The polyvalent cation is dissolved in the form of an alcoholate or metal alkyl in toluene, THF or any other inert hydrocarbon solvent and added to the polymeric half-ester. The molar ratio of polymeric half-ester:cation is from 1:1 to 1:10. The viscosity of the polymer solution immediately increases considerably on addition of the polyvalent cation. To eliminate excess alkyl or alkoxy groups from the cation and to convert the polyvalent cation into the corresponding oxo or hydroxo complex, water can be added in an equimolar amount or in excess to the polymer solution. Before the product is worked up, 0.5% by weight of phenolic stabilizer, based on the polymer, is added. A viscous polymer solution is then precipitated by pouring into isopropanol, and the precipitate is washed twice with isopropanol and dried overnight at 90° C. under nitrogen in a vacuum drying cabinet.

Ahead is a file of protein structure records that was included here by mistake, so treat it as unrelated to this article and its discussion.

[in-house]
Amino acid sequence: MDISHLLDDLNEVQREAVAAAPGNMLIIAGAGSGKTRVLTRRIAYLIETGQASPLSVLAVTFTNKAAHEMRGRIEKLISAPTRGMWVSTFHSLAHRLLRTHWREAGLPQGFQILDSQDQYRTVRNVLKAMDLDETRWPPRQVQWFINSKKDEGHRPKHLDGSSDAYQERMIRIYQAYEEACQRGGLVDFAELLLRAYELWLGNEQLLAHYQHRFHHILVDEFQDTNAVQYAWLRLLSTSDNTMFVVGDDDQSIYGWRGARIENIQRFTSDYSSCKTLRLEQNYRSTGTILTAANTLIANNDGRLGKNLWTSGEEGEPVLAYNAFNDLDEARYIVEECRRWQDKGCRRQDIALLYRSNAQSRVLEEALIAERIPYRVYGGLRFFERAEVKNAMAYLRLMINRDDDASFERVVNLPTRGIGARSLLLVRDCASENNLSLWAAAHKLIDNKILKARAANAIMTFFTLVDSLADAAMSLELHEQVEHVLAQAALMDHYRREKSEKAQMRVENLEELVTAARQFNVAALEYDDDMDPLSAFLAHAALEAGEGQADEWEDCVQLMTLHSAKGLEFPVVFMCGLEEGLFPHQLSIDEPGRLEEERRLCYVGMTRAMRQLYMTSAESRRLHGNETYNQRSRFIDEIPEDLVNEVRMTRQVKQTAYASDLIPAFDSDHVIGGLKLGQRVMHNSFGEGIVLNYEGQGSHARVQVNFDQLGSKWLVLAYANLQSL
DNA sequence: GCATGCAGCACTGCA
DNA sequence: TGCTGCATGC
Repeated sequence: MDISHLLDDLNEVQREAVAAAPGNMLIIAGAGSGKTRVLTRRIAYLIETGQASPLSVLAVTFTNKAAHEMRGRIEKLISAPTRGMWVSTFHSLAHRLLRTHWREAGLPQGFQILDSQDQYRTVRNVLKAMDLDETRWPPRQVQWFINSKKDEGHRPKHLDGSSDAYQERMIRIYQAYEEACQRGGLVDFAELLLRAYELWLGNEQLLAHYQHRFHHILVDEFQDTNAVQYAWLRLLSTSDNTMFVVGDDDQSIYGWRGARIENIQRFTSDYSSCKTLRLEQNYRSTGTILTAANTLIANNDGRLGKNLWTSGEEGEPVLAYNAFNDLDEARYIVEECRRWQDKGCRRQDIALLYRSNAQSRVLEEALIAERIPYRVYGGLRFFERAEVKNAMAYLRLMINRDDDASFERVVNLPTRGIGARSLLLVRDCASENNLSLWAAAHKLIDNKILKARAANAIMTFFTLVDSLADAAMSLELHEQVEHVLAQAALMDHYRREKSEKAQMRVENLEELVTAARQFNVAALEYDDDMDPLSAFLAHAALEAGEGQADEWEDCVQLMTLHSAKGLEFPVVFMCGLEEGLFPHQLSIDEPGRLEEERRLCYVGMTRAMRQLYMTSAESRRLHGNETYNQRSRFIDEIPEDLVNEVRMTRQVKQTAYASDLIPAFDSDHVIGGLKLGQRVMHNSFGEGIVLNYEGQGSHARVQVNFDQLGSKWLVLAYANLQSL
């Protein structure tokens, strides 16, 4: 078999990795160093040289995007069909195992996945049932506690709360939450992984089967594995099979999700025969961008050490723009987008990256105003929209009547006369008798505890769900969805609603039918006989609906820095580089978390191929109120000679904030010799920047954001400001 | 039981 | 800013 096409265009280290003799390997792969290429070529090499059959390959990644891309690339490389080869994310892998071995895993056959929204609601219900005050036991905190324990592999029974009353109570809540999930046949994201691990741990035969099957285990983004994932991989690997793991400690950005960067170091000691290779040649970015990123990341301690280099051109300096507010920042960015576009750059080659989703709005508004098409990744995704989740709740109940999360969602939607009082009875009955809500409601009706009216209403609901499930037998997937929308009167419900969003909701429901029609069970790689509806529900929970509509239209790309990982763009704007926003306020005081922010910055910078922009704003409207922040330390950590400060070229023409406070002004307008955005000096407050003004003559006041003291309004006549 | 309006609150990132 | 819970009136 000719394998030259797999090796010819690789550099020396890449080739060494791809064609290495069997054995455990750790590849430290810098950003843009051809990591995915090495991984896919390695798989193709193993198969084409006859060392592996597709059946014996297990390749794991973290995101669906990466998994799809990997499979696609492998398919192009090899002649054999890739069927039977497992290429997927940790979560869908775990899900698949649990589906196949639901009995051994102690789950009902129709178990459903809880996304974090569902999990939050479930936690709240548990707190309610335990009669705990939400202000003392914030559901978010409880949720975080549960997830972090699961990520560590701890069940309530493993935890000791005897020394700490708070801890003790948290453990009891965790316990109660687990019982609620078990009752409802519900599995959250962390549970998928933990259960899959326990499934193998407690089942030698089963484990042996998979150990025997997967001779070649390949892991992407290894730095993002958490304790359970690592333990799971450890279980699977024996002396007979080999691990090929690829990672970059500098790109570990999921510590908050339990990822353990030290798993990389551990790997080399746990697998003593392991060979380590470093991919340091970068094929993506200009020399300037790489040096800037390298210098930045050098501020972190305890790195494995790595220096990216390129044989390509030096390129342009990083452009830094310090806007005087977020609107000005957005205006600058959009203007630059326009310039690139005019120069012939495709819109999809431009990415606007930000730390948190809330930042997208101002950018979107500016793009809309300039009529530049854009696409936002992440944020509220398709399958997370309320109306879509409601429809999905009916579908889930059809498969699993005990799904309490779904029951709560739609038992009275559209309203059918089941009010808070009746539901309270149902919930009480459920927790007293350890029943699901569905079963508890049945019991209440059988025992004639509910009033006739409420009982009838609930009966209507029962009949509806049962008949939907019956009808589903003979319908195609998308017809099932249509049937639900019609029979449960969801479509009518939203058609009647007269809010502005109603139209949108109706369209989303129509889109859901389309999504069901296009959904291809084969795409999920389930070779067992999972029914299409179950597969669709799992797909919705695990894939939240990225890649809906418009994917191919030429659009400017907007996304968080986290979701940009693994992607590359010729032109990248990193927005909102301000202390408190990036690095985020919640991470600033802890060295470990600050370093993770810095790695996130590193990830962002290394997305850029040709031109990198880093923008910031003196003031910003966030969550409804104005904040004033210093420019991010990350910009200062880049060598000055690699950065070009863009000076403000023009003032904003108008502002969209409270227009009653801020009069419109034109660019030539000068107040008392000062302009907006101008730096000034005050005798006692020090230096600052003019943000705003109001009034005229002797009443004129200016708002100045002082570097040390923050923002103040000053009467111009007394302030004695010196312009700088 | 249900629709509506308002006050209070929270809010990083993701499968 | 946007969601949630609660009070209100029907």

For details of the individual examples, see table below.
TABLE 1__________________________________________________________________________ VNCyclo- before afterExamplehexane BuLi Diene Alkylene oxide Anhydride Me compound addition ofNo. [ml] [mmol] Type [g] Type [mmol] Type [mmol] Variant Type [mmol] cation__________________________________________________________________________1 3,000 6.3 Bu 500 EO 12.0 MA 12.0 3 Al Iso- 6.0 123 208 propylat2 3,000 8.5 Bu 500 PO 12.0 SA 16.0 -- Al Iso- 17.0 95 153 propylat3 3,000 10.0 I 500 EO 20.0 MA 20.0 -- Zn Iso- 20.0 84 137 propylat4 3,000 8.5 I 500 Stryene 9.0 SA 17.0 -- Zn Iso- 17.0 97 154 oxide propylat5 3,000 7.2 Bu 500 EO 8.0 Itaconie 15.0 -- Zn Iso- 15.0 108 177 anhydride propylat6 3,000 7.7 Bu 250 EO 8.5 SA 16.0 -- Zn Iso- 17.0 104 169 I 250 propylat7 3,000 7.2 Bu 450 EO 8.0 PA 14.0 -- Al Iso- 15.0 110 178 S 50 propylat__________________________________________________________________________ BuLi: sec. butyllithium; Bu: butadiene; I: isoprene; S: styrene; EO: ethylene oxide; PO: propylene oxide; PA: phthalic anhydride; MA: maleic anhydride; SA: succinic anhydride; VN: viscosity number measured at 25° C. in toluene (0.5 g of polymer in 120 ml of toluene) in accordance with DIN 51,562